It was at the academy that Douglas-Prawl found URI. During an engineering college fair his sophomore year, his guidance counselor introduced him to Charles Watson, the College of Engineering’s minority student recruitment and retention coordinator. After speaking with Watson, Douglas-Prawl put the school on his radar. When he saw Watson again his junior year, he liked what he heard about the engineering program and the beautiful campus. He applied, won a University Fund Grant and matriculated.
Four years later, he’s on the cusp of graduating. When he does, he’ll be the first in his family to graduate college. He’s currently waiting to hear back from Microsoft and Google.
If it doesn’t work out, Douglas-Prawl has a fallback: bootstrap a tech startup and have it acquired. If his four years at URI are any indication of his future success, that shouldn’t be hard.]]>
With funding from the URI Water Resources Center, Bradshaw and his students conducted a series of tests at the 3,000-foot-long, 109-foot-high dam, which parallels Scituate Avenue (Route 12) in Scituate and is operated and maintained by the Providence Water Supply Board. Their analysis thus far suggests that the 88-year-old dam could withstand, with minimal damage, the region’s most likely earthquake scenarios, which include a magnitude 5 earthquake nearby the dam and a magnitude 6.8 earthquake 125 kilometers away.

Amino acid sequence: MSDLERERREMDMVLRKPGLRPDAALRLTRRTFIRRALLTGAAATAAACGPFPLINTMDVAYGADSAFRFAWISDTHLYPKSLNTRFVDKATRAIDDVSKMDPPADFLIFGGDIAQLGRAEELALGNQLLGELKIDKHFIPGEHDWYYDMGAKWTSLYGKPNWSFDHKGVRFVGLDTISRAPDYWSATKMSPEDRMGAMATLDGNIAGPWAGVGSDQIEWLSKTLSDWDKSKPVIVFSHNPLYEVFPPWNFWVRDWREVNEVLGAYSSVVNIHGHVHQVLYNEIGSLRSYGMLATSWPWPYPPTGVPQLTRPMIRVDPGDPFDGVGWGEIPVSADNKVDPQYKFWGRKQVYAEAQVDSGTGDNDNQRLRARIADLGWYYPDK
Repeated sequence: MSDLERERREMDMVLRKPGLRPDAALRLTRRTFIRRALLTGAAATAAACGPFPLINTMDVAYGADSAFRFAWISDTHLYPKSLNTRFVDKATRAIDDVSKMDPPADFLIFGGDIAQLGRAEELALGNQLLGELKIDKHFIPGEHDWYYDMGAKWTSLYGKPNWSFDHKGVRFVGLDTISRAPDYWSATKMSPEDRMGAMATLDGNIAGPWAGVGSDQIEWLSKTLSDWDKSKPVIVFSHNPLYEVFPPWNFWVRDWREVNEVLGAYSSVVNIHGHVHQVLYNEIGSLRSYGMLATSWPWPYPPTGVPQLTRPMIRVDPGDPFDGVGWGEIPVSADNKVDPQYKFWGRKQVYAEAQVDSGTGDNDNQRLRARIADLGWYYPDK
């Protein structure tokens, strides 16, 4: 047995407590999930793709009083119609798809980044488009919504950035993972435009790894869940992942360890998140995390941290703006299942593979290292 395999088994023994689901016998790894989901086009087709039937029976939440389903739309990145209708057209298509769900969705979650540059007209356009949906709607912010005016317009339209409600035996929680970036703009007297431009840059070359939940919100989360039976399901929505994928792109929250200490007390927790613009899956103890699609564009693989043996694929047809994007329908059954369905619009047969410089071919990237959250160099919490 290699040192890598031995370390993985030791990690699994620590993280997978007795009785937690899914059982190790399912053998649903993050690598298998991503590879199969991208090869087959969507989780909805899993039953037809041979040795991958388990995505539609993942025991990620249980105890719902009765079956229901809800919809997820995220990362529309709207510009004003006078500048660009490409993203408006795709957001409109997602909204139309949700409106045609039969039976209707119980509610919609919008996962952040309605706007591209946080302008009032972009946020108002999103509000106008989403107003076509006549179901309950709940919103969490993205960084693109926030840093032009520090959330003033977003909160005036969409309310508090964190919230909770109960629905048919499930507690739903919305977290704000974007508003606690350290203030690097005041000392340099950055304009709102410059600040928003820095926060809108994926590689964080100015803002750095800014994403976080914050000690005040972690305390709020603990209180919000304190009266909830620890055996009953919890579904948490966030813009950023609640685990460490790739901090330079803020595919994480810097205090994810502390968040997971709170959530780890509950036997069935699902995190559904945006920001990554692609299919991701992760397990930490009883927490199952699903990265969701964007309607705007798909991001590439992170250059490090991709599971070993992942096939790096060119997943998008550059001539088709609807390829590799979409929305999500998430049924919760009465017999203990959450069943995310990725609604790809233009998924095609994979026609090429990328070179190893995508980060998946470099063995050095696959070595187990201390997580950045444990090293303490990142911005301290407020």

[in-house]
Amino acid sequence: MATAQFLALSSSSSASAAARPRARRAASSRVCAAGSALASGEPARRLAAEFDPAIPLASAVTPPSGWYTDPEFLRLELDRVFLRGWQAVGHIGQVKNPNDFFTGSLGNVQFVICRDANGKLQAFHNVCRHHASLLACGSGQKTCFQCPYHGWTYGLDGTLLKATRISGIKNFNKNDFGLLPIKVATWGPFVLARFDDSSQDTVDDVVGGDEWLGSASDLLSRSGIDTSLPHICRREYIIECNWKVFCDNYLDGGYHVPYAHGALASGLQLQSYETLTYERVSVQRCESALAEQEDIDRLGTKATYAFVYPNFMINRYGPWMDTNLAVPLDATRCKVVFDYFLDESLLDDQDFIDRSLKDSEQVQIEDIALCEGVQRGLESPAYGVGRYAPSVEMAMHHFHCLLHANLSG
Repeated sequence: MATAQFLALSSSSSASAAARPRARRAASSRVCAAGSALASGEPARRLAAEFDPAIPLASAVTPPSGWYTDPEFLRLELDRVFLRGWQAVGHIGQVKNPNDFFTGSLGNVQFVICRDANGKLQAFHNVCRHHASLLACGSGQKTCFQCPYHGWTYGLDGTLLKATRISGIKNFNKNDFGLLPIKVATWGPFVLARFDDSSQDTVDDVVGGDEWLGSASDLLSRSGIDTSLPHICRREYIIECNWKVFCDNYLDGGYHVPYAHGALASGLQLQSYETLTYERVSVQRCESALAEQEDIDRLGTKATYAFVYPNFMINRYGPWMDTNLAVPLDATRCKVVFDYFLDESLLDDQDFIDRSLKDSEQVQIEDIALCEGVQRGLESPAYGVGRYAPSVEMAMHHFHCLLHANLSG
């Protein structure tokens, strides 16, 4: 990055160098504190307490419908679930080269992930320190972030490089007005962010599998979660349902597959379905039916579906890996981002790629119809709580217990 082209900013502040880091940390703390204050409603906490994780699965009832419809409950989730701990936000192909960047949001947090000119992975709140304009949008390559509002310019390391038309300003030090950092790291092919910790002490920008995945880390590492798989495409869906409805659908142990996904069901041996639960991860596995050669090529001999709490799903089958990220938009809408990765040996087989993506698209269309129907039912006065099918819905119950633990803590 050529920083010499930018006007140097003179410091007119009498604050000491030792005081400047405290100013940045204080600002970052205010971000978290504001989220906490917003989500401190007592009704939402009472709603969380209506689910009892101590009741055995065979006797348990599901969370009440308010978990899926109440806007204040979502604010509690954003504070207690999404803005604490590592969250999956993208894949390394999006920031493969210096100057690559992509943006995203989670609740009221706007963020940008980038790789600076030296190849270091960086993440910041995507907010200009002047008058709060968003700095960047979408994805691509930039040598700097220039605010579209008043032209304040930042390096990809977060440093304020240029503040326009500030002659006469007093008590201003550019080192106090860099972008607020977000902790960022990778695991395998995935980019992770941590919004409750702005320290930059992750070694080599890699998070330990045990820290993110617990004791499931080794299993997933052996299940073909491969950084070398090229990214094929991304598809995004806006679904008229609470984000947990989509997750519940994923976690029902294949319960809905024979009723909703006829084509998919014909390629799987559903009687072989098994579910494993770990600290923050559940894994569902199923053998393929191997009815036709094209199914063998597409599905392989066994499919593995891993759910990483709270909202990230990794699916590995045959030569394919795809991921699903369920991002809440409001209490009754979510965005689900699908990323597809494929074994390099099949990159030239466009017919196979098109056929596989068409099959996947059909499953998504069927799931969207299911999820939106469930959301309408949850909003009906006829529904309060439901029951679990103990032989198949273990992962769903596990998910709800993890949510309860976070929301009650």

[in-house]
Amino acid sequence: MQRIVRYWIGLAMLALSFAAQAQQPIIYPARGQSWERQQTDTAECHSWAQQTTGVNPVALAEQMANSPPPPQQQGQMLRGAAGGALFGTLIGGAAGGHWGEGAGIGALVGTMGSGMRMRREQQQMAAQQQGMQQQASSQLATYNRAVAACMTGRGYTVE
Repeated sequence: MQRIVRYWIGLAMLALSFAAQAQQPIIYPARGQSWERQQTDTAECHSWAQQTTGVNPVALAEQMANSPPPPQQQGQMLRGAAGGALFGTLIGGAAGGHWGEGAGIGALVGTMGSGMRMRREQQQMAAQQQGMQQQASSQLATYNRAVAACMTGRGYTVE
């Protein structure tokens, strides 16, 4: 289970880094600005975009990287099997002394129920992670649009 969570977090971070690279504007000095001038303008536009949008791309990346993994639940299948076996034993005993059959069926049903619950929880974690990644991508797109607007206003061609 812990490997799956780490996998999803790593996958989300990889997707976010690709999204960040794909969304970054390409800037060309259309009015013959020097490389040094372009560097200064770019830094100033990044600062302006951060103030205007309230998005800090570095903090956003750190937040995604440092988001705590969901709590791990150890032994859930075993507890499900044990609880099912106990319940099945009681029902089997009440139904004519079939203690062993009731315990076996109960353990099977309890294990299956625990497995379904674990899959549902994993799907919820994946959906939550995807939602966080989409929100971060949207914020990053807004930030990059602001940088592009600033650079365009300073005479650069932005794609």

“Back when it was built, engineers may not have had the technology we have now, but they certainly had the knowledge and the quality of workmanship, and we’re seeing their impressive structures,” Bradshaw said.
The URI professor’s study was the first time the Gainer Dam had been evaluated for its resilience to earthquakes. When Bradshaw and graduate students Christopher Norton of West Haven, Conn., and Bivian Reyes of the Dominican Republic approached the agency about conducting the study, officials saw it as a rare opportunity.